While pregnant, your body and the fetus are more sensitive to foods, making it all the more critical to be extra careful about what you eat and how it may affect your baby.
Ajinomoto or MSG (monosodium glutamate) is a substance derived from the amino acid glutamate. Monosodium glutamate is often used as a food additive as a flavor enhancer. This additive often gives foods a savory taste due to the addition of extra glutamate, which also occurs naturally in foods such as tomatoes, soybeans and seaweed. As a food additive, MSG is categorized as GRAS or “generally recognized as safe” by the Food and DrugAssociation which allows the addition of MSG to food as an additive. FDA has instructed all food manufacturing and packaging companies, as a mandate, to mention the MSG content related information on the food packet.
Some of the health concerns regarding MSG are owed to the adverse reaction that some people have to this additive. The problem, known as MSG symptom complex, includes, but is not limited to, symptoms such as heart palpitations, chest pain, headaches, nausea, sweating, flushing, weakness and numbness or tingling in your face and neck. Although, no definitive link between Ajinomoto consumption and these symptoms have been identified, it is best to avoid consumption of Ajinomoto during pregnancy if you are allergic to it, as the effects and allergic reaction could multiply due to the heightened state of hormonal activity.
Ajinomoto has not conclusively been proven to directly cause toxicity in the body, and is unlikely to affect the health of the fetus. However excessive Ajinomoto does give way to free glutamates in the body. It affects the baby by breaking down the placental barrier of food supply to the baby. The breakdown of this barrier would mean your baby is exposed to every substance in your blood, good or bad, in equal proportion as you. This may not be healthy for your baby as the immune system of the baby cannot fight any external allergens and disease causing germs. The free glutamates can also reach the brain neurons and stimulate them. According to the US National Library of medicine a study conducted in 1997 on the effects of maternal oral administration of monosodium glutamate at a late stage of pregnancy on developing mouse fetal brain showed that maternal oral administration of MSG at a late stage of pregnancy decreased the threshold of convulsion in the litters at 10 days of age and Y-maze discrimination learning was significantly impaired in the 60-day-old filial mice.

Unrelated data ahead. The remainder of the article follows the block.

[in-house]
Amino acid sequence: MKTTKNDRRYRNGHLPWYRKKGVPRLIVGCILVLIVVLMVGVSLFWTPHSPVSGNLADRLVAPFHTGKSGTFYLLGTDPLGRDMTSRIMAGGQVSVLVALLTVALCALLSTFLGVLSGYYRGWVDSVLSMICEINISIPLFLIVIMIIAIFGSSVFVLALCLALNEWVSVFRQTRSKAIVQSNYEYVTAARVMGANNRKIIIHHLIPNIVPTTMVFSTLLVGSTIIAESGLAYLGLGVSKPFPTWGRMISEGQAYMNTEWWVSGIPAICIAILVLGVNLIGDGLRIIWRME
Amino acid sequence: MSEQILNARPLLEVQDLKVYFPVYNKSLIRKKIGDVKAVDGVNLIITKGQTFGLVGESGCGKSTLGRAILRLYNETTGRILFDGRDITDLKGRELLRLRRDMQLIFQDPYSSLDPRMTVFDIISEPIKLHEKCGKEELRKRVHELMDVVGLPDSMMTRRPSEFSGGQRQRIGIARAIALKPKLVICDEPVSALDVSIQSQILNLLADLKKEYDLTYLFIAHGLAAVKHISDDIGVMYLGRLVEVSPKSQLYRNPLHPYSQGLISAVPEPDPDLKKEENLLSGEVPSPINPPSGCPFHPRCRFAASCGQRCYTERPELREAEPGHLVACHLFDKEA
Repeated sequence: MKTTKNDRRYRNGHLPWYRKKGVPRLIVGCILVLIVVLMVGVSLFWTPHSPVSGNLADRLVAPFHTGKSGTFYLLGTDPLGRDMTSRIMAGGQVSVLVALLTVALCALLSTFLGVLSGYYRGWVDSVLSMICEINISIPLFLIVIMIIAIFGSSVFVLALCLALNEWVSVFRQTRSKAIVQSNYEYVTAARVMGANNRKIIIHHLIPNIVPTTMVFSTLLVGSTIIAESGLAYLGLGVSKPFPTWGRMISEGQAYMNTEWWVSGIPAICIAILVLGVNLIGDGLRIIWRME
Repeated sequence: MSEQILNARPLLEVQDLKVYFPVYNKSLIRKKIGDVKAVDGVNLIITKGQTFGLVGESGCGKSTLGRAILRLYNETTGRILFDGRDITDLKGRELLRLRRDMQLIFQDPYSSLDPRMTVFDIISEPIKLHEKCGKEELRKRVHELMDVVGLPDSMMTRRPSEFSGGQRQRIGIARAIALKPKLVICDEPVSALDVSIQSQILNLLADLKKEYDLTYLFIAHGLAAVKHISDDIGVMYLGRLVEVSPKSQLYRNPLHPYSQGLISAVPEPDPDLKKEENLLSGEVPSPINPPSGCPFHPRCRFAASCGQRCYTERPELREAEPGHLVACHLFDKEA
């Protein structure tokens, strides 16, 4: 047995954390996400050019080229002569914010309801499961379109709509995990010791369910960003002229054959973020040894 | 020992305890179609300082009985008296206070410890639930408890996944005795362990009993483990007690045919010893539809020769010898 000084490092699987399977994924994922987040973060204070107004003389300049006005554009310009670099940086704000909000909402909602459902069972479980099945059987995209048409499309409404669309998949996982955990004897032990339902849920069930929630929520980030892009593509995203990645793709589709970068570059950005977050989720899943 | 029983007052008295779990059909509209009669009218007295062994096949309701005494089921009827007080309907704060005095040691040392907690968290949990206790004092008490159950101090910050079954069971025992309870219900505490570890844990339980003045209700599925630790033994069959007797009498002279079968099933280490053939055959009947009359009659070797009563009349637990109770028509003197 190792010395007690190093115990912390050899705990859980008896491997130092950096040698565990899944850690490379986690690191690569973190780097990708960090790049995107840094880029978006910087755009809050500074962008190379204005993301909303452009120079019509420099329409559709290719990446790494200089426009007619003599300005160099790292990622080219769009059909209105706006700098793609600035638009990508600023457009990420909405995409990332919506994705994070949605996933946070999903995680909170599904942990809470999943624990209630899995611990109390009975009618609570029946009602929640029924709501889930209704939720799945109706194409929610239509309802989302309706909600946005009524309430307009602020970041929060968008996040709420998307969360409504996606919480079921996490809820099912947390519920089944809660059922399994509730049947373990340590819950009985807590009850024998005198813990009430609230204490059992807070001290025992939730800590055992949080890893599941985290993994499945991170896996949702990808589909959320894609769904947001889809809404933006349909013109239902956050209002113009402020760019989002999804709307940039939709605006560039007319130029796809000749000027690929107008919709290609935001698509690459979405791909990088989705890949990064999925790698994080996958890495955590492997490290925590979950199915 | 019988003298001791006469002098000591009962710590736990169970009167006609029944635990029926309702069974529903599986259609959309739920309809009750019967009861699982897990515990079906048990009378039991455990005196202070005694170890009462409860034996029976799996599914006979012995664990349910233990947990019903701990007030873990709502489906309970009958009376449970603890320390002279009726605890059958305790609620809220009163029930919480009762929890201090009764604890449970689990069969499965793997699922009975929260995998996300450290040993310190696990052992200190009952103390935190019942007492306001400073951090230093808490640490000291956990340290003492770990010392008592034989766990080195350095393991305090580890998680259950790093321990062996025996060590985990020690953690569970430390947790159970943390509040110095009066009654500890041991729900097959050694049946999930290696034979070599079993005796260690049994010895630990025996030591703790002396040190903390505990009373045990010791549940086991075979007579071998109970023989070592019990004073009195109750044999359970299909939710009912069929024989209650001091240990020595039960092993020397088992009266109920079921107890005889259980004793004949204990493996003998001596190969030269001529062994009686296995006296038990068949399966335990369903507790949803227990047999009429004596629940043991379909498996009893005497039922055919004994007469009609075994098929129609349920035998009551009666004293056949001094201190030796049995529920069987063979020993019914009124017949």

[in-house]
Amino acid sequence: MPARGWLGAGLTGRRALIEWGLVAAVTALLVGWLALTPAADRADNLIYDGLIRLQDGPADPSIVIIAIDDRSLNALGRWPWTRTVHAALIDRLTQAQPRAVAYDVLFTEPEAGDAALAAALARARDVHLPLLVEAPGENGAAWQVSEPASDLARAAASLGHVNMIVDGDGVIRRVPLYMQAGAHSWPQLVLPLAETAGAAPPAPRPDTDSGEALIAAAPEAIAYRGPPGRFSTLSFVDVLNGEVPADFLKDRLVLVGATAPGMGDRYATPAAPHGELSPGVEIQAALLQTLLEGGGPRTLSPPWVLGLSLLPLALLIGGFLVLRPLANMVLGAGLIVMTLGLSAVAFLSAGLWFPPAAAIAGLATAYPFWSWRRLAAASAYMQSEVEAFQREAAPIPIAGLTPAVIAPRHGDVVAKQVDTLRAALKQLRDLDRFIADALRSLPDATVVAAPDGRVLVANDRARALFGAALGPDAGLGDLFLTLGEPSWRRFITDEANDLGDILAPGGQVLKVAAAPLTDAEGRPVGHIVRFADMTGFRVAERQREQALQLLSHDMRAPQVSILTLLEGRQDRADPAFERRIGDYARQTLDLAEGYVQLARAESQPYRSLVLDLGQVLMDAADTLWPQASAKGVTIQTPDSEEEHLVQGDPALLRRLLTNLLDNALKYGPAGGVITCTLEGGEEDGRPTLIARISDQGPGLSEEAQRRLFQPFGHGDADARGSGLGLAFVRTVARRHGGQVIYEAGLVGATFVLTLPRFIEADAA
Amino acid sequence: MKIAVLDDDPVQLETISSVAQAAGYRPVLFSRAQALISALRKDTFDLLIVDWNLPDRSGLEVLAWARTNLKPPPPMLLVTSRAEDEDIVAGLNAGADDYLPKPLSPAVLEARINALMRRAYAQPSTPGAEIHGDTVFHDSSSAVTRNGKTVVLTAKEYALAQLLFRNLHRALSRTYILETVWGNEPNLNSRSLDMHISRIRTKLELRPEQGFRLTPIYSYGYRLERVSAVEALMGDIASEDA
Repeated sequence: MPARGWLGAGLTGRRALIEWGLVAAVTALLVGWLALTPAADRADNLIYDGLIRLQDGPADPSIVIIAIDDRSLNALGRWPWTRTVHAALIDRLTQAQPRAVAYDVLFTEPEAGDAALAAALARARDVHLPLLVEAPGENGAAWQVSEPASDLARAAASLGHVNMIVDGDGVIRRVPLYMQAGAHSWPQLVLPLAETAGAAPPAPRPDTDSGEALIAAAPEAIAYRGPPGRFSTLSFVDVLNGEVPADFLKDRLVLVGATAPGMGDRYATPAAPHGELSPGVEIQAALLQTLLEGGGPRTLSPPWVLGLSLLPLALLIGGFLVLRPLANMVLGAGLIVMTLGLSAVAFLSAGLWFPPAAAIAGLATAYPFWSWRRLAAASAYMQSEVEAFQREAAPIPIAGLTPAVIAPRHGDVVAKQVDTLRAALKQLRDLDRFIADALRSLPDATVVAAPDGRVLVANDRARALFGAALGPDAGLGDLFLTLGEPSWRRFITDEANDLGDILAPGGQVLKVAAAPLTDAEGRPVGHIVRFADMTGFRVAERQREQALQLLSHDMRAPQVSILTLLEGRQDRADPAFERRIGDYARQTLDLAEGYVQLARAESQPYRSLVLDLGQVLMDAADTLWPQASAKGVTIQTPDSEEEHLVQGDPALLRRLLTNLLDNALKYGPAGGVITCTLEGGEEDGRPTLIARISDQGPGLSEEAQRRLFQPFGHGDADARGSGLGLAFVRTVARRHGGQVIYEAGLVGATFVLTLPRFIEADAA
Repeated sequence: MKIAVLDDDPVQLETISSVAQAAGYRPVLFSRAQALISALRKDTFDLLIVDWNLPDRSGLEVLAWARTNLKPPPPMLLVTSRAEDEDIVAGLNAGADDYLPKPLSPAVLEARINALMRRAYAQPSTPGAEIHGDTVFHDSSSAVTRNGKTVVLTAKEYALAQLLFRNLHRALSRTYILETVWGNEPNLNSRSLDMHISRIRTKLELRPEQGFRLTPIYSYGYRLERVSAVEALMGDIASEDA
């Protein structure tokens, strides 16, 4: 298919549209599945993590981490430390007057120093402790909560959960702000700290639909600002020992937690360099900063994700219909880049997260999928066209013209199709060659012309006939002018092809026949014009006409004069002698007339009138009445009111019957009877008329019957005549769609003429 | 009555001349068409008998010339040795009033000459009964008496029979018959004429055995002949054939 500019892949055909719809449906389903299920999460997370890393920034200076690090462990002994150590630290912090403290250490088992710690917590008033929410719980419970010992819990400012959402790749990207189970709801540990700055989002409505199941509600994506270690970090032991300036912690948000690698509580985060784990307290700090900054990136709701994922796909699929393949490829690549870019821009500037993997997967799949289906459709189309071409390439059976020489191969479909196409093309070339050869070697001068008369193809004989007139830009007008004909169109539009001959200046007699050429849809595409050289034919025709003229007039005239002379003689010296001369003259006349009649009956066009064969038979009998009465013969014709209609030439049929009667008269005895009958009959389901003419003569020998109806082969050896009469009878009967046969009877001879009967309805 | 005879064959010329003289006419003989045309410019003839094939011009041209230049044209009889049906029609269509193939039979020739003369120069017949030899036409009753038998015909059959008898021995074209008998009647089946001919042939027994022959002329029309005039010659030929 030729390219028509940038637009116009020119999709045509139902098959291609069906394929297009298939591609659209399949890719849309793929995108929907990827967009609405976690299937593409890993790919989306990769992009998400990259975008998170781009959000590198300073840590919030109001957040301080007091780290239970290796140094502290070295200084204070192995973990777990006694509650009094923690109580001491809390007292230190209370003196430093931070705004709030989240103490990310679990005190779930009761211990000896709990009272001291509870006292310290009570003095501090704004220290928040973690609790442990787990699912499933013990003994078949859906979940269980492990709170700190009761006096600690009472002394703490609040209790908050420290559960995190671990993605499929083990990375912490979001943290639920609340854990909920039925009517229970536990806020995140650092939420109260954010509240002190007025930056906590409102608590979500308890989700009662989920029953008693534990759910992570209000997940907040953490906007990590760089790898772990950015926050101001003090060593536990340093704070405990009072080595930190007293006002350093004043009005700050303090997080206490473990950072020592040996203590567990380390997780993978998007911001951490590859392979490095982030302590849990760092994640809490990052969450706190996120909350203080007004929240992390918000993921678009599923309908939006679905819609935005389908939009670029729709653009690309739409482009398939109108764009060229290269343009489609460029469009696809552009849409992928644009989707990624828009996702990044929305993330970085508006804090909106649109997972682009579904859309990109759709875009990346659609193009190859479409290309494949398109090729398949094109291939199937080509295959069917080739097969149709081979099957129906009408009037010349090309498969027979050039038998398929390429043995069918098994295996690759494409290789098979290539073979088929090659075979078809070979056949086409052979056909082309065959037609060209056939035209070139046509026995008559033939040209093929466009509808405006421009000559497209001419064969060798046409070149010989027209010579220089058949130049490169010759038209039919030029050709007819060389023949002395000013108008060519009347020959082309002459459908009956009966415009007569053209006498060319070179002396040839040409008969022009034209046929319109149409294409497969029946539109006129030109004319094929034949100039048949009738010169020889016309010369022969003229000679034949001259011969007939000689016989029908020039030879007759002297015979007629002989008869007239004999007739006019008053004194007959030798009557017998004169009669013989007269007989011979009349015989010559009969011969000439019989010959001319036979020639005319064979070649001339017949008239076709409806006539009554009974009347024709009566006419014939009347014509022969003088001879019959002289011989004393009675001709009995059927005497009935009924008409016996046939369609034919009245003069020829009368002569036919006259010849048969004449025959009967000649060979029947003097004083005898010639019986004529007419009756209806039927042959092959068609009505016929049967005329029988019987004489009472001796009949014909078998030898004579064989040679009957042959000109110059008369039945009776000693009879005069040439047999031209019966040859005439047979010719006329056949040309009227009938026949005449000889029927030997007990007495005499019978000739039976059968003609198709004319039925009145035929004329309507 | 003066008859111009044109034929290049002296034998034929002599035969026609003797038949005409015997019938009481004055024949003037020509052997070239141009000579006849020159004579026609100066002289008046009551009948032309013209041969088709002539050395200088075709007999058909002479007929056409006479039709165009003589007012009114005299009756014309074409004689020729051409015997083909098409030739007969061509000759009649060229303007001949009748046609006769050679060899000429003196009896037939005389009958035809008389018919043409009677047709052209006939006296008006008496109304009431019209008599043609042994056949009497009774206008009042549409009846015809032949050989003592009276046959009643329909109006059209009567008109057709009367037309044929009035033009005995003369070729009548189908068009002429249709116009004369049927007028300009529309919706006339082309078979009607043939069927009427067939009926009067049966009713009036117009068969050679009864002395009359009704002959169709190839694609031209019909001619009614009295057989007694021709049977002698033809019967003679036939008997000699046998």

Consuming large amounts of Ajinomoto also adds large amounts of sodium to your diet and imparts no other nutritional value. Increased amounts of sodium in your diet can cause water retention and High Blood Pressure during pregnancy. Salt is a major contributor to this problem. If your body is retaining excess water during your pregnancy, avoid Ajinomoto and all other salts as well.
Food additives such as Ajinomoto do not need to be completely eliminated during pregnancy, but they often appear in fast food, processed meats, soups and canned vegetables. While you are pregnant you need to be mindful that what you eat affects the health of both you and your baby. There is no “recommended” amount of MSG, so instead pay attention to your sodium intake; consuming no more than 2,400 milligrams of sodium each day. While buying any kind of packaged food or processed food, be sure to check the contents on the label in order to be able to make an informed decision. Where research conducted in the field may currently be inconclusive, it is best to err on the side of caution and avoid it completely during pregnancy. It is not worth the risk.
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